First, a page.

New England Farmhouse Apple Cider Doughnuts
October 06, 2017
"This is a quintessential New England doughnut recipe. It makes use of our homegrown apples that are turned into cider and abundantly produced throughout New England. It is not time consuming as would be if it were made using a yeast based dough, but is more cake-like, making use of baking powder instead. These are especially delicious when pulled out of the hot oil and poured with the glaze. It is the perfect treat to make on a cold, rainy or snowy weekend. Makes 12 doughnuts. Source: The New England Kitchen: Fresh Takes on Seasonal Recipes."
- FOR INGREDIENTS
- FOR GLAZE
- Serving Size: 1 (276.2 g)
- Calories 906.2
- Total Fat - 18.6 g
- Saturated Fat - 10.8 g
- Cholesterol - 112.4 mg
- Sodium - 627.7 mg
- Total Carbohydrate - 177.4 g
- Dietary Fiber - 2.5 g
- Sugars - 120.3 g
- Protein - 10.8 g
- Calcium - 169.3 mg
- Iron - 1.5 mg
- Vitamin C - 1 mg
- Thiamin - 0.1 mg
In a small saucepan over medium or medium-low heat, gently simmer the apple cider until it is reduced to about 1/4 cup, 20 to 30 minutes. Set aside to cool.
Meanwhile, in a medium bowl, combine the flour, baking powder, baking soda, cinnamon, salt, and nutmeg. Set aside.
Using an electric mixer on medium speed (or in a bowl of a stand mixer fitted with the paddle attachment) beat the butter and sugar until the mixture is smooth.
Add the eggs, one at a time, and continue to beat until the eggs are completely incorporated. Use a rubber spatula to scrape down the sides of the bowl occasionally. Reduce the speed to low and gradually add the reduced apple cider and the buttermilk, mixing until just combined. At this stage the mixture may look lumpy and uneven.
Add the flour mixture and continue to mix until the dough just comes together.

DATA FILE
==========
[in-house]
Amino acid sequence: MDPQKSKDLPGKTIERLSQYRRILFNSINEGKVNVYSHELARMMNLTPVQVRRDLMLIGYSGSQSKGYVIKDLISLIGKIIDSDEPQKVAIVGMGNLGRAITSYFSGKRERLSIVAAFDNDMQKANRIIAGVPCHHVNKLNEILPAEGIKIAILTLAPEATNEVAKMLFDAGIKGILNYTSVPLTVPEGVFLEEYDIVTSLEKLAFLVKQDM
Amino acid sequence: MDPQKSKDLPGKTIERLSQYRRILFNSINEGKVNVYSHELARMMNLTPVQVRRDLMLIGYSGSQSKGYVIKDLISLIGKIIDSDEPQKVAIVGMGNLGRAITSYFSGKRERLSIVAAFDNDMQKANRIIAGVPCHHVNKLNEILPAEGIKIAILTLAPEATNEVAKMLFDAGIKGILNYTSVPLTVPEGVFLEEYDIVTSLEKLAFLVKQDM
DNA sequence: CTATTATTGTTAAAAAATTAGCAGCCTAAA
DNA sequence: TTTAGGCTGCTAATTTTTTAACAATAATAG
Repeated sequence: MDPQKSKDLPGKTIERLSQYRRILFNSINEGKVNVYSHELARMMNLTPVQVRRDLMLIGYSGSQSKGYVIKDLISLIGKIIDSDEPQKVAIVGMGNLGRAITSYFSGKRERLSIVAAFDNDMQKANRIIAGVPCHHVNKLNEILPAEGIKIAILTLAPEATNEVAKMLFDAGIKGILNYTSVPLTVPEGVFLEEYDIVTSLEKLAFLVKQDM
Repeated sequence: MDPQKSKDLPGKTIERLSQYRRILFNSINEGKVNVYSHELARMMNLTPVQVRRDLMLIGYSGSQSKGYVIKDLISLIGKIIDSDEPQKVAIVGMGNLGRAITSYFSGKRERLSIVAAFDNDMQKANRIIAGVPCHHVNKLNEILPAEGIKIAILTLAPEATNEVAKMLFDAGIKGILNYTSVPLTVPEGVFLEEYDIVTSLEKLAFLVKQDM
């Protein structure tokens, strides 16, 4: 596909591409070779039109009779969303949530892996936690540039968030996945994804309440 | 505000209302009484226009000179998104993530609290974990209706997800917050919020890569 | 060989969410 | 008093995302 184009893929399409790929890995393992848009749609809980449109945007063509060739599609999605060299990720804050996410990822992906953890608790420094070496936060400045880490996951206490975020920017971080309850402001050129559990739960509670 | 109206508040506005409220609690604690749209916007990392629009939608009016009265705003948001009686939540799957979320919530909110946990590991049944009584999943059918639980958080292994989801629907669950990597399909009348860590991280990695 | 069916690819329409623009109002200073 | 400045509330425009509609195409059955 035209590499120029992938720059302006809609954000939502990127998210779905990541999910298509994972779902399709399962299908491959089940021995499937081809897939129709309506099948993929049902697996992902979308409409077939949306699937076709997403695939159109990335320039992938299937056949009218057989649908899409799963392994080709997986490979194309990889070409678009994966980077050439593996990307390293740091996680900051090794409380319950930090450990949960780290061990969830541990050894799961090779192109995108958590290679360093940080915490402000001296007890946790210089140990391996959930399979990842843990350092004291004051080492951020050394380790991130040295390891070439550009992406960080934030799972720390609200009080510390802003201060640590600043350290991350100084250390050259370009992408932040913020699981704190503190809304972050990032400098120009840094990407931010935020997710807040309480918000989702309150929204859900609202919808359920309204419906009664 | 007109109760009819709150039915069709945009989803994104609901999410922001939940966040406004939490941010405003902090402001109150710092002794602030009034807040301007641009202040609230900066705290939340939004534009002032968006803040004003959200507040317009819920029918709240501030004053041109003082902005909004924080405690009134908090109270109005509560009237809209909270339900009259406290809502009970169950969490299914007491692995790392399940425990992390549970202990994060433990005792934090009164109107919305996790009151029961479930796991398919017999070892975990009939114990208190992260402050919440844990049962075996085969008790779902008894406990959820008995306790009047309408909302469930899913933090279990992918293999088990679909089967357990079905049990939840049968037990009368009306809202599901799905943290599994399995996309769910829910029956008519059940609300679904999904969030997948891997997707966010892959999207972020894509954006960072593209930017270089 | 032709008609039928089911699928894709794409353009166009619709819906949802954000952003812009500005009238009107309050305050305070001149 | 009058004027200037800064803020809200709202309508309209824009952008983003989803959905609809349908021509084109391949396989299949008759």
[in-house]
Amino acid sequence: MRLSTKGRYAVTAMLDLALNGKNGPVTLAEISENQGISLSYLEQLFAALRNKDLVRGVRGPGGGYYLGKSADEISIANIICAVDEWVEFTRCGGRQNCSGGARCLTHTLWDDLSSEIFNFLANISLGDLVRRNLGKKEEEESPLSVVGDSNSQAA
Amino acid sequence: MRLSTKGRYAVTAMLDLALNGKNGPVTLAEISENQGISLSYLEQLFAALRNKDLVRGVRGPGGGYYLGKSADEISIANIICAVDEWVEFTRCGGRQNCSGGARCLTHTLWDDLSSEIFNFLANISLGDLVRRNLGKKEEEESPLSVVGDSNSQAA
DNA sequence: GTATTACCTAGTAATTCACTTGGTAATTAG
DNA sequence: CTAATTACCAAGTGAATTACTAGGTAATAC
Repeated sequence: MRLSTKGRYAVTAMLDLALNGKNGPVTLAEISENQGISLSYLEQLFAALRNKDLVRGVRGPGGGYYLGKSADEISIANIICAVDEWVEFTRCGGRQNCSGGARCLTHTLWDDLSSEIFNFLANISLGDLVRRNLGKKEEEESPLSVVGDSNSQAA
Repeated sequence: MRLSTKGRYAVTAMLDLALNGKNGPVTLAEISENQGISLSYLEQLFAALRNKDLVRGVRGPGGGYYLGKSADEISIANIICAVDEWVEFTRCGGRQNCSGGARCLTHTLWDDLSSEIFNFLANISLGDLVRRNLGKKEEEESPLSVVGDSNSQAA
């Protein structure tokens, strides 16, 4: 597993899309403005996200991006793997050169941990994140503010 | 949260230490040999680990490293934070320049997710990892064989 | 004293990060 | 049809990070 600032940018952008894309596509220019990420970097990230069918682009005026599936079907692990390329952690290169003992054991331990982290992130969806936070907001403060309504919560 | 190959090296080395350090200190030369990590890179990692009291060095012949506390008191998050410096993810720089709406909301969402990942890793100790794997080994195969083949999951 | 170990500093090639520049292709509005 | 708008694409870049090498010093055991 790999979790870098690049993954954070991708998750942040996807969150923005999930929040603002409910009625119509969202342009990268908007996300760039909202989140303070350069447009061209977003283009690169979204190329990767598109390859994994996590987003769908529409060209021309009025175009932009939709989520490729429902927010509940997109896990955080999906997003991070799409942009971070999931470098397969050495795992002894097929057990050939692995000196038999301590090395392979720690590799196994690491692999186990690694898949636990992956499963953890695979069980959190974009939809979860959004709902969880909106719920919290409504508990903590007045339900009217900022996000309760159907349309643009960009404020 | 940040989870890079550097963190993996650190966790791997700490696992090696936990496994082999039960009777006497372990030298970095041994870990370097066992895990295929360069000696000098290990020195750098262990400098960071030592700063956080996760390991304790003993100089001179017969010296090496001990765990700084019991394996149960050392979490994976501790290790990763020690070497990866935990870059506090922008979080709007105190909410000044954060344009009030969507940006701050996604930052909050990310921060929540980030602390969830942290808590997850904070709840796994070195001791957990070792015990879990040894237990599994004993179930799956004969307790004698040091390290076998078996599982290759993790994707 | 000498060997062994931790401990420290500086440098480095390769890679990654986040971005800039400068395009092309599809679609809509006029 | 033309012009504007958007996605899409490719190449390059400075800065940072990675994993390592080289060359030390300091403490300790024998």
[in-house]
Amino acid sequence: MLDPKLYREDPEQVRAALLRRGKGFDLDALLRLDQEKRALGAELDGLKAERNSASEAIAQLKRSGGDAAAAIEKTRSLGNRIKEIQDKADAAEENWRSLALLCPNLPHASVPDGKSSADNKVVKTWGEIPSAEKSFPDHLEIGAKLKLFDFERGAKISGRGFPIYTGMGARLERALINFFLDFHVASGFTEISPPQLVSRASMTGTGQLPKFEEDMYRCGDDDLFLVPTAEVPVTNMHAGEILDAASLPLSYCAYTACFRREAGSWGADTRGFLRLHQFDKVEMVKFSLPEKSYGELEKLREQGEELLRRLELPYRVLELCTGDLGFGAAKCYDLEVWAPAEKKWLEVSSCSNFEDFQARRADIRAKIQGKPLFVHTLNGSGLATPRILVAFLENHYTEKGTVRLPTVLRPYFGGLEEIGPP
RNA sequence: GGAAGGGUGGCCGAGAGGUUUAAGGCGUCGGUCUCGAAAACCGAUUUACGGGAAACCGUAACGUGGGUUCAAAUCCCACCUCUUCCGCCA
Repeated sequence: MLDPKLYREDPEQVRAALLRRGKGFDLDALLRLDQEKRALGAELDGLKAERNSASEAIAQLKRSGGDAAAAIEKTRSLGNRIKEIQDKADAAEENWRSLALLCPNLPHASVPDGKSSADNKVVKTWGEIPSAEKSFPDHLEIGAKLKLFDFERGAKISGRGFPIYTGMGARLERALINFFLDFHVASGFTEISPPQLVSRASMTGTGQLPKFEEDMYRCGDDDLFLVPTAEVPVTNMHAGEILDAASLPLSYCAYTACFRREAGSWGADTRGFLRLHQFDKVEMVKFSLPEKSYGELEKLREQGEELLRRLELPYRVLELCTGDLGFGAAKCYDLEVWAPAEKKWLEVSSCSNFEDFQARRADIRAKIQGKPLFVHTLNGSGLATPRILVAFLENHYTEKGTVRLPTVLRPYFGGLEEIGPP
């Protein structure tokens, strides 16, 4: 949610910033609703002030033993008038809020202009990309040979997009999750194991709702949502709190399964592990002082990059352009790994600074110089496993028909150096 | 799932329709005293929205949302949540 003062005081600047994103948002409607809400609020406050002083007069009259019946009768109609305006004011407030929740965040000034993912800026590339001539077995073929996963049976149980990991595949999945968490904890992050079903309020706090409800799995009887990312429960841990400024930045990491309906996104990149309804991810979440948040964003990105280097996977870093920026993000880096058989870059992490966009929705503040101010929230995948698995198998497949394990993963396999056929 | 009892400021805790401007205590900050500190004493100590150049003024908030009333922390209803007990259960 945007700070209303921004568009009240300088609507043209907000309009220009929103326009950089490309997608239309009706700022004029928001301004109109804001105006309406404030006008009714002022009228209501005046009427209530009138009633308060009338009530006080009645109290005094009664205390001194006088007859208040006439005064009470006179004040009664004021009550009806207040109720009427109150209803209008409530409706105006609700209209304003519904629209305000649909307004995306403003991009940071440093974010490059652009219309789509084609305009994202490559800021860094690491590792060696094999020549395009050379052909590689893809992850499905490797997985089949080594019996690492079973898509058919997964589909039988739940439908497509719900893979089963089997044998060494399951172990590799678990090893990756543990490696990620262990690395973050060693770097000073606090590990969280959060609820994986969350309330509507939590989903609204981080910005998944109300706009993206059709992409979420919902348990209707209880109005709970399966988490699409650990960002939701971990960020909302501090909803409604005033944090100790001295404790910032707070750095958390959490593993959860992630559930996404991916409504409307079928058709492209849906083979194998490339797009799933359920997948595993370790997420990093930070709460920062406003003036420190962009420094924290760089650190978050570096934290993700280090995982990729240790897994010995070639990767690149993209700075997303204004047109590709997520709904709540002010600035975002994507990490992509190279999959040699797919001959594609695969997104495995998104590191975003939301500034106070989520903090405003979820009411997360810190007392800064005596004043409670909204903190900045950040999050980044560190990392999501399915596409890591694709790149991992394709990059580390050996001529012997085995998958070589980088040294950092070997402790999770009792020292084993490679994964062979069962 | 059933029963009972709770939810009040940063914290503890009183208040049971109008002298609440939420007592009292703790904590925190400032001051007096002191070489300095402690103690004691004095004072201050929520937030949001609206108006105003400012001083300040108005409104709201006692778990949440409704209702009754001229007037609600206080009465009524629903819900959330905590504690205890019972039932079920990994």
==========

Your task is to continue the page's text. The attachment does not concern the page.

Line two baking sheets with parchment or wax paper and sprinkle them generously with flour.
Turn the dough onto one of the sheets and sprinkle the top with flour.
Flatten the dough with your hands until it is about ½-inch thick. Use more flour if the dough is still wet.
Transfer the baking sheet with the dough, uncovered, to the freezer until the dough is slightly hardened, about 20 minutes. Take the dough out of the freezer. It should be firm, not frozen.
Using a 3-inch doughnut cutter (or two nesting biscuit cutters), cut out doughnut shapes. Place the cut doughnuts and doughnut holes onto the second baking sheet. Refrigerate the doughnuts for 20 to 30 minutes. (You may re-roll the scraps of dough, refrigerate them briefly and cut additional doughnuts from the excess dough.)
In a Fry-O-Lator or a heavy-bottomed pan, heat the oil until it reaches 350°F on a deep-frying thermometer.
Carefully add a few doughnuts to the oil, being sure not to crowd the pan, and fry until golden brown, about 60 seconds.
Turn the doughnuts over and fry until the other sides are golden, 30 to 60 seconds. Remove the fried doughnuts from the hot oil with a slotted spoon to paper towels to drain.
Dip the tops of the warm doughnuts into the glaze and serve immediately.
In a medium bowl, whisk together all of the ingredients.
NOTE: The cinnamon may be substituted for any fall spice such as ginger, nutmeg, or allspice. Try different combinations to make the glaze your own.
Makes 12 doughnuts
Tips & Variations
No special items needed.